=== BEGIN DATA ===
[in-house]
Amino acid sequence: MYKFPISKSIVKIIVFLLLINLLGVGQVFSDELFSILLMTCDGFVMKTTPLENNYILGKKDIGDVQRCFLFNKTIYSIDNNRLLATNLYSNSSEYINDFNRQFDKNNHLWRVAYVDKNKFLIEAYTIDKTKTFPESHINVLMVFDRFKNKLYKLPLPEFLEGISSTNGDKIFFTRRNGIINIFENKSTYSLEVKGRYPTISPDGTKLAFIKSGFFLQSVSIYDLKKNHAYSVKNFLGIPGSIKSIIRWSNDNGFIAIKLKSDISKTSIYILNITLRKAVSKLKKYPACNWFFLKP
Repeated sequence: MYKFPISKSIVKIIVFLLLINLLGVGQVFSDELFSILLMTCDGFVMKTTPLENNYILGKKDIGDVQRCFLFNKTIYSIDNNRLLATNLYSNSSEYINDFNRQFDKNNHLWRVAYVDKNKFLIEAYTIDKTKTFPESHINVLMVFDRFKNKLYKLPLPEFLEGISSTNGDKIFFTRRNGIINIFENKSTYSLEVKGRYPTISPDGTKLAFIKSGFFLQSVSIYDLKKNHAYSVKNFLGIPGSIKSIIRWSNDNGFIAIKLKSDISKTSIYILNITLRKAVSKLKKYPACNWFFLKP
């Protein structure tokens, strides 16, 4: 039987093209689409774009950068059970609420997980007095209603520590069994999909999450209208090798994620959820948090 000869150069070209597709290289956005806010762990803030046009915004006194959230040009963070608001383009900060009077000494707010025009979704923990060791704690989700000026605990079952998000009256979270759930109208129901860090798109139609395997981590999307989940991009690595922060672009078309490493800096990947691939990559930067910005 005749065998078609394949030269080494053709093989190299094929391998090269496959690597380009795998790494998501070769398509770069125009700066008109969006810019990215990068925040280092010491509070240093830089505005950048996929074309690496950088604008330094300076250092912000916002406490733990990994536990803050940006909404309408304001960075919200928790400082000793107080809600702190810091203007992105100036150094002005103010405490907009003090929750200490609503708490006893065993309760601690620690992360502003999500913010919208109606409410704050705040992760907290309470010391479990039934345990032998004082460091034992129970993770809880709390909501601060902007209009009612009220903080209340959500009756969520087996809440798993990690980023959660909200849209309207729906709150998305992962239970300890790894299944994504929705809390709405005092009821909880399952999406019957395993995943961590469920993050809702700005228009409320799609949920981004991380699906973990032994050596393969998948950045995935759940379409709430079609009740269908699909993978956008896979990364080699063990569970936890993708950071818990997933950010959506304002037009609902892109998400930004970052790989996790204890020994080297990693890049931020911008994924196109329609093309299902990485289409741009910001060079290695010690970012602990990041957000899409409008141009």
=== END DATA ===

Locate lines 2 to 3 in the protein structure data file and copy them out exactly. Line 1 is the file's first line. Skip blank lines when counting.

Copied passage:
Amino acid sequence: MYKFPISKSIVKIIVFLLLINLLGVGQVFSDELFSILLMTCDGFVMKTTPLENNYILGKKDIGDVQRCFLFNKTIYSIDNNRLLATNLYSNSSEYINDFNRQFDKNNHLWRVAYVDKNKFLIEAYTIDKTKTFPESHINVLMVFDRFKNKLYKLPLPEFLEGISSTNGDKIFFTRRNGIINIFENKSTYSLEVKGRYPTISPDGTKLAFIKSGFFLQSVSIYDLKKNHAYSVKNFLGIPGSIKSIIRWSNDNGFIAIKLKSDISKTSIYILNITLRKAVSKLKKYPACNWFFLKP
Repeated sequence: MYKFPISKSIVKIIVFLLLINLLGVGQVFSDELFSILLMTCDGFVMKTTPLENNYILGKKDIGDVQRCFLFNKTIYSIDNNRLLATNLYSNSSEYINDFNRQFDKNNHLWRVAYVDKNKFLIEAYTIDKTKTFPESHINVLMVFDRFKNKLYKLPLPEFLEGISSTNGDKIFFTRRNGIINIFENKSTYSLEVKGRYPTISPDGTKLAFIKSGFFLQSVSIYDLKKNHAYSVKNFLGIPGSIKSIIRWSNDNGFIAIKLKSDISKTSIYILNITLRKAVSKLKKYPACNWFFLKP